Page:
LETHBRIDGE, Alta. – A judge has found an Alberta couple who treated their son with herbal remedies rather than seek medical attention for him not guilty in the boy’s death.
David and Collet Stephan were charged with failing to provide the necessaries of life to 19-month-old Ezekiel, who died in March 2012.
The medical examiner who did the autopsy said Ezekiel died of bacterial meningitis, but a pathologist called by the defence said the child died from a lack of oxygen to the brain when he was in an ambulance.
Judge begins by reading the charges. Talking about history of the trial. Says Ezikiel had meningitis. Stephans did not know he had it.
Both found not guilty. Loud cheers and weeping in the gallery.
— Jon Muma (@jonmuma) September 19, 2019
Justice Terry Clackson spoke to the court in Lethbridge, Alta., for only four minutes before releasing his written decision.
In it, he wrote that there was no physical evidence that the toddler had died of meningitis and that the Crown had therefore failed to prove its case.
“The child had been sick, had improved, then regressed and was waxing and waning. They were watching him closely for signs of meningitis, just in case, even though he did not appear to have any of the symptoms,” Clackson wrote.
“I have concluded that the Stephans knew what meningitis was, knew that bacterial meningitis could be very serious, knew what symptoms to look for … They thought their son had some sort of croup or flu-like viral infection.”
Supporters in the courtroom cheered and Collet Stephan cried as she hugged her husband.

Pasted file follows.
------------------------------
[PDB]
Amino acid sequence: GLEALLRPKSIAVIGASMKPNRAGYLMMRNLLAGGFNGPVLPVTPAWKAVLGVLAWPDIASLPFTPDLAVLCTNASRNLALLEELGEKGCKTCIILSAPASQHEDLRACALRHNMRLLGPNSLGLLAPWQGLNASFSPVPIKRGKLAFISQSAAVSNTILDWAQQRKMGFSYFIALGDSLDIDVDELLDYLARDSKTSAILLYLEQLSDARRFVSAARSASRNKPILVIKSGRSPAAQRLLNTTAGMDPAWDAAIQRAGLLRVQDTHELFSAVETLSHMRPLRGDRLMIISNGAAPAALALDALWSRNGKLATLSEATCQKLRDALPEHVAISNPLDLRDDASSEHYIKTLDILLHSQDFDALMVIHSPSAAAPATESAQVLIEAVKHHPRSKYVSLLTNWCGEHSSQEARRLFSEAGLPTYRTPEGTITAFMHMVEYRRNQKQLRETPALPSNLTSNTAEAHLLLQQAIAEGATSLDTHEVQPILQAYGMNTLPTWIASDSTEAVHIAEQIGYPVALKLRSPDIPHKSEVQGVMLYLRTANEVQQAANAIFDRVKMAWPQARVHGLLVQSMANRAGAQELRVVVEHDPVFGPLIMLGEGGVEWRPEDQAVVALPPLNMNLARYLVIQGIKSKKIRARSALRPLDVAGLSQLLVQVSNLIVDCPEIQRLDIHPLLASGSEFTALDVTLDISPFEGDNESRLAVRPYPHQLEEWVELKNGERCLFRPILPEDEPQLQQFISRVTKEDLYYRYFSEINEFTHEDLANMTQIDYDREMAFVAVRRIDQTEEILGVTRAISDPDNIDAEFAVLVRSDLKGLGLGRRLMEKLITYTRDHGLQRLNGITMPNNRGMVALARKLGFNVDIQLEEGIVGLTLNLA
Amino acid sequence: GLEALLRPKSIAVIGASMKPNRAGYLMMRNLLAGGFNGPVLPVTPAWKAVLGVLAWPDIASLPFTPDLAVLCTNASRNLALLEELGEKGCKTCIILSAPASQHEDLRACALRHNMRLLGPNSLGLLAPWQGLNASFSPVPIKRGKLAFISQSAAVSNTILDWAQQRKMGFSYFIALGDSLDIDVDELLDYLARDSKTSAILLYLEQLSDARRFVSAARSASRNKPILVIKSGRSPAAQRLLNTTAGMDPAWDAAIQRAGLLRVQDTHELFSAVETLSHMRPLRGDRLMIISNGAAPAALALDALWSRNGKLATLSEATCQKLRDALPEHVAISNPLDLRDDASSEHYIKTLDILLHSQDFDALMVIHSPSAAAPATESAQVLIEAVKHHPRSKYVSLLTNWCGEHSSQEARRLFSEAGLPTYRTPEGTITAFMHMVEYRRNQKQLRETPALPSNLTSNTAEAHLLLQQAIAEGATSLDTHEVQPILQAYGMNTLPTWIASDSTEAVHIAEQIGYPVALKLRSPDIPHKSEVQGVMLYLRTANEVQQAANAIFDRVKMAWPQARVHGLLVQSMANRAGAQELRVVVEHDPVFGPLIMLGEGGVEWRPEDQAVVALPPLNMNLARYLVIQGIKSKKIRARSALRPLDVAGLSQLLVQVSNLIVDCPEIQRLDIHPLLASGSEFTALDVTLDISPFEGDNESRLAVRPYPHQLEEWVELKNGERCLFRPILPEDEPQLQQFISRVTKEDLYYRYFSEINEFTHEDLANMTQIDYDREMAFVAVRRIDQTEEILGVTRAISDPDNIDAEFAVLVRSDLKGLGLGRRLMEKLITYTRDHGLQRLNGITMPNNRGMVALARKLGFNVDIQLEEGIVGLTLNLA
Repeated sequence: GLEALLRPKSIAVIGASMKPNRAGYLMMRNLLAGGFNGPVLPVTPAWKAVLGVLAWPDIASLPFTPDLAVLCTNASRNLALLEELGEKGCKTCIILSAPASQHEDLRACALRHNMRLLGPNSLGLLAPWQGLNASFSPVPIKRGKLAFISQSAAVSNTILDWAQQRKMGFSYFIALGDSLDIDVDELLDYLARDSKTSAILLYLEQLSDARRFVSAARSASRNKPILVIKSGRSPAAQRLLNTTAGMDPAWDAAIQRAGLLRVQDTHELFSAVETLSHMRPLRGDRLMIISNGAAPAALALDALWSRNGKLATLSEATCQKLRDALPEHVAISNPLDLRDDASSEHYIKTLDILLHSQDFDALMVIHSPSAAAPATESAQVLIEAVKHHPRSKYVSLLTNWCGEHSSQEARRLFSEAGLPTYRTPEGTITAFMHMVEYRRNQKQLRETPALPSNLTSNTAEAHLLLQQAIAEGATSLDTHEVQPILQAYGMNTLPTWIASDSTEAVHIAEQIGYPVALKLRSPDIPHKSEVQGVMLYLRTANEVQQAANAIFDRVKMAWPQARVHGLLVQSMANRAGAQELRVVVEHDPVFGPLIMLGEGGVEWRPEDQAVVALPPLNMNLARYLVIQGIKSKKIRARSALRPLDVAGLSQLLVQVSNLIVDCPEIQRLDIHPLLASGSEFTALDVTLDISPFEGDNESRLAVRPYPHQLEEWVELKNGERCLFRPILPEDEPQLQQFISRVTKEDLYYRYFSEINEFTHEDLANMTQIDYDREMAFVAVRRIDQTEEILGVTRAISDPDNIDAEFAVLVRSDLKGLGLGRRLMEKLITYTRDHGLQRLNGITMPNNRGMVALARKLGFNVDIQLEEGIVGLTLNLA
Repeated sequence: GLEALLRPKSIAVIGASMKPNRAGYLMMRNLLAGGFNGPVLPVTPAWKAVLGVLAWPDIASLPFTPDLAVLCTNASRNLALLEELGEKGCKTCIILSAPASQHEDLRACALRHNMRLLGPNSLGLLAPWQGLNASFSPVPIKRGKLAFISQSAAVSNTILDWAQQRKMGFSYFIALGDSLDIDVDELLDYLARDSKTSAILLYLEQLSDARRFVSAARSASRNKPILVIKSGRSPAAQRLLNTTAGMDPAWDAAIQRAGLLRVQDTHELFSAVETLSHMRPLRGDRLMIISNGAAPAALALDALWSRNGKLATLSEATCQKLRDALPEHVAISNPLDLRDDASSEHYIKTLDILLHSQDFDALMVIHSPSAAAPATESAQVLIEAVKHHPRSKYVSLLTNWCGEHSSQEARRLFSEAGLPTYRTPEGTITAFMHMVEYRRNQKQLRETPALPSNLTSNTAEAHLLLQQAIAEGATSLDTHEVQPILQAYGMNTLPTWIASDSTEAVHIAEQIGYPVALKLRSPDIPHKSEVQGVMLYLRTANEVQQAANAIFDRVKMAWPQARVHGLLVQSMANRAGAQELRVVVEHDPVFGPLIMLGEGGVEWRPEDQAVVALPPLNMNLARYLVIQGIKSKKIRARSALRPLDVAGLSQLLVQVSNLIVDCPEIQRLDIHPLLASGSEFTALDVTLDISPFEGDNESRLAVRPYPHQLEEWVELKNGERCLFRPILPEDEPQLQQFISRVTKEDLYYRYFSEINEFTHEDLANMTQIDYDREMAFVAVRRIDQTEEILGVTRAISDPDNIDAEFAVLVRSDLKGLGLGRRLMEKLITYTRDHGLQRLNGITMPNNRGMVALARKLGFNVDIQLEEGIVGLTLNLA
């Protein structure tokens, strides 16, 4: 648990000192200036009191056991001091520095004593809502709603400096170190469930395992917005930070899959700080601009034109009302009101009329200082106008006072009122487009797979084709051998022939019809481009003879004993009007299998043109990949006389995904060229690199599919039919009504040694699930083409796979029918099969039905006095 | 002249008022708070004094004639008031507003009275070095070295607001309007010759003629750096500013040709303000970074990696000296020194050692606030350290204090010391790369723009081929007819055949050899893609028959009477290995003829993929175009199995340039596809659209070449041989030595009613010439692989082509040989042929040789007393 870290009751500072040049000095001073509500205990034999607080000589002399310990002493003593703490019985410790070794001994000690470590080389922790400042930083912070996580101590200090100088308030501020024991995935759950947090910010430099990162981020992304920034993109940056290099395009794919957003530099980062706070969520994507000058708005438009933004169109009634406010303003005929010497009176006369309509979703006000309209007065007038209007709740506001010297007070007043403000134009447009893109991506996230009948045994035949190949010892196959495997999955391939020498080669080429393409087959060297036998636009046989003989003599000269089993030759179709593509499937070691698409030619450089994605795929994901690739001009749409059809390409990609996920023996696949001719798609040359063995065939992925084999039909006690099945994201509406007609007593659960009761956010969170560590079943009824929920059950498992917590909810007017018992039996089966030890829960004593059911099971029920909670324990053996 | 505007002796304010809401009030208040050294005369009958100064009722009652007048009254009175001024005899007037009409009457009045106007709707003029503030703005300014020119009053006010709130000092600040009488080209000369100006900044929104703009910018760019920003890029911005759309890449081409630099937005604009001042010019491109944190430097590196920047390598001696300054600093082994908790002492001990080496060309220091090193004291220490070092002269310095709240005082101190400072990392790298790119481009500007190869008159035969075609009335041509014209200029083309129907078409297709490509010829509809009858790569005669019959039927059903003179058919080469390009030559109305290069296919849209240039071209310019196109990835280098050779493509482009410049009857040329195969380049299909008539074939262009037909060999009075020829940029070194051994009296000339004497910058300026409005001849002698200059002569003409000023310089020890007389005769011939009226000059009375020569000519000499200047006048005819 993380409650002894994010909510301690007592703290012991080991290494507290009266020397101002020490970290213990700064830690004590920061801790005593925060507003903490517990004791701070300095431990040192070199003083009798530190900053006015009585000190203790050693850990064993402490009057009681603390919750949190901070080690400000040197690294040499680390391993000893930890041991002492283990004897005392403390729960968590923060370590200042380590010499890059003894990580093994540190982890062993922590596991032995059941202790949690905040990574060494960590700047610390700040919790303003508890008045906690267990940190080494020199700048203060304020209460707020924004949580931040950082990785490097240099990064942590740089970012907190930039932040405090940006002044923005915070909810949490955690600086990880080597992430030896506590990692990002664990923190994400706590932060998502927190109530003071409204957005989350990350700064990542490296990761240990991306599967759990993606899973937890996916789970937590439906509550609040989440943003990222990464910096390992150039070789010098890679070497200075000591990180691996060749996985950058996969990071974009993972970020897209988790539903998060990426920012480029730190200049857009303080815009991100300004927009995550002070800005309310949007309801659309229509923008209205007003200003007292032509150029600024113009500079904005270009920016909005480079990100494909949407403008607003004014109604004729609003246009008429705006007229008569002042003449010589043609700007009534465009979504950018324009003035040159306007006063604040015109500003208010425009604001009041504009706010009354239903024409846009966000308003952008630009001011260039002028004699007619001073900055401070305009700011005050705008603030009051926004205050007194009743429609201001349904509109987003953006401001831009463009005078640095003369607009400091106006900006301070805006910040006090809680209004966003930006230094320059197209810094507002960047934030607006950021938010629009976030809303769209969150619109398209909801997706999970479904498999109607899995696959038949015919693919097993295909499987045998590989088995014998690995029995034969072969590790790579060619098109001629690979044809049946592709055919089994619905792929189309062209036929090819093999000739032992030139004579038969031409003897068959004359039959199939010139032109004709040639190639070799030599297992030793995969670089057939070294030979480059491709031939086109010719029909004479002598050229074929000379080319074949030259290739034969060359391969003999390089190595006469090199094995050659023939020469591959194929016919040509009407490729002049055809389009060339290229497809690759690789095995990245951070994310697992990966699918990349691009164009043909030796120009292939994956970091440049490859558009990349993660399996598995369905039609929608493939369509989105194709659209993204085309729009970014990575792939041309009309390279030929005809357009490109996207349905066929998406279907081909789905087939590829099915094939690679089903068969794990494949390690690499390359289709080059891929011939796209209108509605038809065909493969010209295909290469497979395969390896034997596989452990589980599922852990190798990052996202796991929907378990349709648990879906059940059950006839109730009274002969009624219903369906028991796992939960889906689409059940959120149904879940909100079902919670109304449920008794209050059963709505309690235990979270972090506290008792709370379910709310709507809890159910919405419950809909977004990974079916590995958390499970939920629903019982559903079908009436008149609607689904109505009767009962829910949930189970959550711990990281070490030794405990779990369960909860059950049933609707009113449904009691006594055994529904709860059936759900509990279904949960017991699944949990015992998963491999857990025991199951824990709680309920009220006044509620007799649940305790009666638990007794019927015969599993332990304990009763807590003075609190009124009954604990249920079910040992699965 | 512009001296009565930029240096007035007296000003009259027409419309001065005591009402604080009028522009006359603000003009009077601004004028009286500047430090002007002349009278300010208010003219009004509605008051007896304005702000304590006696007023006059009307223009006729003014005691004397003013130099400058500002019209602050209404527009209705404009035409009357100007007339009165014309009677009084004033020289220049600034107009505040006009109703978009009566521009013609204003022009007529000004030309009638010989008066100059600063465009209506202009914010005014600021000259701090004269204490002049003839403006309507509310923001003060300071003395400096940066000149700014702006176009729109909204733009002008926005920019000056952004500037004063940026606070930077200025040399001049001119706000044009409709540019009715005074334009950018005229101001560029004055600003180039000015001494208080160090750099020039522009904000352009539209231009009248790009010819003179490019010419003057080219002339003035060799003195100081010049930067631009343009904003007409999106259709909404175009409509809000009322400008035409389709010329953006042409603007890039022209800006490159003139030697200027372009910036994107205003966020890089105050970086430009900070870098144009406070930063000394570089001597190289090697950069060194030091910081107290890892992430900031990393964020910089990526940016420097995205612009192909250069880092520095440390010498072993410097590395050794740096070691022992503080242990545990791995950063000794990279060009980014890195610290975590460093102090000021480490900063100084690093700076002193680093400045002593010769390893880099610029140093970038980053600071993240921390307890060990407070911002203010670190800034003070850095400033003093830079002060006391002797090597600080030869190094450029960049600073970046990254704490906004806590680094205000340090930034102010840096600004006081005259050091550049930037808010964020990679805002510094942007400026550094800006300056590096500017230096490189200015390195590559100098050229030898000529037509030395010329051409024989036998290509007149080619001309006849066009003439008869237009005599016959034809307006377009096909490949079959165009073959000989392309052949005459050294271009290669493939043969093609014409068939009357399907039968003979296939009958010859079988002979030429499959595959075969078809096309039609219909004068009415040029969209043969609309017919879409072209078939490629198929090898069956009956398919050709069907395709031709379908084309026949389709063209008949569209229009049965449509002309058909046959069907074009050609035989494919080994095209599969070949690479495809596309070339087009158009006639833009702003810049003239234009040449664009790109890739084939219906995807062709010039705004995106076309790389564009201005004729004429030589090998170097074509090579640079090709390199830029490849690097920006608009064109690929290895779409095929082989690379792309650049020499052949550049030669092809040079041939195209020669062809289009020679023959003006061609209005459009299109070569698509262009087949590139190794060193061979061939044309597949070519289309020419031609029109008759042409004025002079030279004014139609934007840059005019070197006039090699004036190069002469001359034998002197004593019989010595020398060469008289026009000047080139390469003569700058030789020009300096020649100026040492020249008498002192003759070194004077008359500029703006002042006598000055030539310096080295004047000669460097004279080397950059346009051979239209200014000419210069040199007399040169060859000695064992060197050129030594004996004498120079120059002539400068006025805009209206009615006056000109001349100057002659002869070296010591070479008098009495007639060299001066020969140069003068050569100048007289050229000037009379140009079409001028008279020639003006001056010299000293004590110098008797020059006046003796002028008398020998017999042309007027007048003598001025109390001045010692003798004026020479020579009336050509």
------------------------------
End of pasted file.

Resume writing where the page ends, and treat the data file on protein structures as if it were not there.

“It was an emotional roller-coaster. We didn’t know what to expect today,” David Stephan said outside court. “It is the right decision.
“And it is shocking because it has been seven years of our lives fighting this, so it has become part of our identity. It is just a beautiful thought that we can move on with our lives.”
It was the second trial for the Stephans, who were found guilty by a jury in 2016. The Supreme Court of Canada set aside the conviction and ordered a new trial.
Stephan’s father co-founded Truehope Nutritional Support in Raymond, Alta., in 1996 to find a natural treatment for bipolar disorder after his wife took her life.
Over the course of the trial, the Stephans testified that they initially thought Ezekiel had croup, an upper airway infection, and they treated him with natural remedies including a smoothie with garlic, onion and horseradish.
They said he appeared to be recovering at times and they saw no reason to take him to hospital, despite his having a fever and lacking energy.
The did call an ambulance when the boy stopped breathing.
A family friend, who is a nurse and midwife, testified that she advised Collet Stephan the day before to get a medical opinion. The friend feared “something more internal like meningitis.”
David Stephan, who represented himself at trial, argued it was a failure by medical professionals to properly intubate his son that led to his death. Testimony indicated the boy was without oxygen for nearly nine minutes because the ambulance that took him to hospital wasn’t properly stocked with breathing equipment to fit a child.
“The physical evidence supports … (the) conclusion that Ezekiel died because he was deprived of oxygen. That occurred because he stopped breathing and the resulting oxygen deprivation lasted long enough to lead to his death,” Clackson wrote.
Clackson also wrote that Ezekiel was indeed sick, but the law does not impose a duty to seek medical attention for every sick child.
He also wrote that the Crown did not prove medical attention would have saved the boy’s life.
This report by The Canadian Press was first published Sept. 19, 2019.